BRL Hardy, the Australian wine giant is to use DNA from 100-year-old grapevines, in the latest effort to stamp out fraud in the wine industry.

The move comes after growing concerns from the trade and wine-buying public after a series of high-profile fraud cases in the last 12 months. The Australian industry was most-famously rocked in 1998 when fake bottles of the country's leading premium wine Penfolds Grange were discovered.

BRL Hardy is to implement its new technology on its leading premium brand Eileen Hardy, which can command as much as $250 a bottle.

The brand will see vine DNA impregnated into light-reflective printing ink, which is then applied to a specially designed tamperproof neck label that will seal the bottle.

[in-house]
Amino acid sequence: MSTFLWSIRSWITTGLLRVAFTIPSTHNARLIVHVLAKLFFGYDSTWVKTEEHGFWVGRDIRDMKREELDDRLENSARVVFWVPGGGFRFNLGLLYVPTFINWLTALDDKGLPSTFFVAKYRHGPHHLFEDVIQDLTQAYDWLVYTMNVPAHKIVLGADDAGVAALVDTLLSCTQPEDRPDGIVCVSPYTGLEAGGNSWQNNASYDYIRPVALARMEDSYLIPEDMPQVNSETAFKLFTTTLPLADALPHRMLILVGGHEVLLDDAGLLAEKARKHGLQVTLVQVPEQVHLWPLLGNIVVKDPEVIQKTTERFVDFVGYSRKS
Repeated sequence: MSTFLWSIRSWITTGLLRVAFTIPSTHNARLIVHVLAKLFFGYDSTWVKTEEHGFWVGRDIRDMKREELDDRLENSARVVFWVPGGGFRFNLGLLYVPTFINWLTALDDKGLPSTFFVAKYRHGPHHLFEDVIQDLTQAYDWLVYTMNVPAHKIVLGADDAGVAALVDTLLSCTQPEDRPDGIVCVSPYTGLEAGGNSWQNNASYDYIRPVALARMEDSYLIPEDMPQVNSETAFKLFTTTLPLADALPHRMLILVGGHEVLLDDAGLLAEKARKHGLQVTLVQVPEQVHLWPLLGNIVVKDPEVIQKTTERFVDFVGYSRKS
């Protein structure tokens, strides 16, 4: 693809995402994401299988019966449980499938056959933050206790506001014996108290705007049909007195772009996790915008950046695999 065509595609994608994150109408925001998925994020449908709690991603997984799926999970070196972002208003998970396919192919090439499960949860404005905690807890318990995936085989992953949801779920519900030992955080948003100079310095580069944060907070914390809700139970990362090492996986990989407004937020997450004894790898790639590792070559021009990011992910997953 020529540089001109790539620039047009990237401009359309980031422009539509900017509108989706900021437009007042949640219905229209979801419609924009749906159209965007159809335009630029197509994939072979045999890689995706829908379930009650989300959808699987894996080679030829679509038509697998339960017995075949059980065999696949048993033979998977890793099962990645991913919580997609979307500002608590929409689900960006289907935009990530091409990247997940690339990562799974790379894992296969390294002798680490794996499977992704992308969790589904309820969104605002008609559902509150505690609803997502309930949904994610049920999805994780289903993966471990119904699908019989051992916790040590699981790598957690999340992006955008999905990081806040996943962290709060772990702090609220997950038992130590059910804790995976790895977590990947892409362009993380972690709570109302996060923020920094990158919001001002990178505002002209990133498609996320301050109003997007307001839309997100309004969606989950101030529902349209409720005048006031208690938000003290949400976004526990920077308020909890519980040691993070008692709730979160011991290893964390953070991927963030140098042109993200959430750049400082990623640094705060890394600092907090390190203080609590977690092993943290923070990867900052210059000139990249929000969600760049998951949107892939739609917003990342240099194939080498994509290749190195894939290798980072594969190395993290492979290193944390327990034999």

BRL Hardy Europe's chief executive Christopher Carson said today: "We believe that this industry leading initiative will be welcomed by all and give further assurance to the consumer. Wine has become a very popular investment stock and this development will ensure that we eliminate the risk of fraud and counterfeiting in our industry."

The refraction of light from the DNA enhanced ink can be measured by an electronic hand held scanner and the ink itself tested for the presence of the vine DNA to ensure authenticity.

If the bottle is counterfeit or has been tampered with in any way, it can easily be detected.

Hardy said security measures to authenticate stock would include random and pre-sale checks at auction houses and at wine retailers. Individual customer enquiries will be investigated on request, the company said.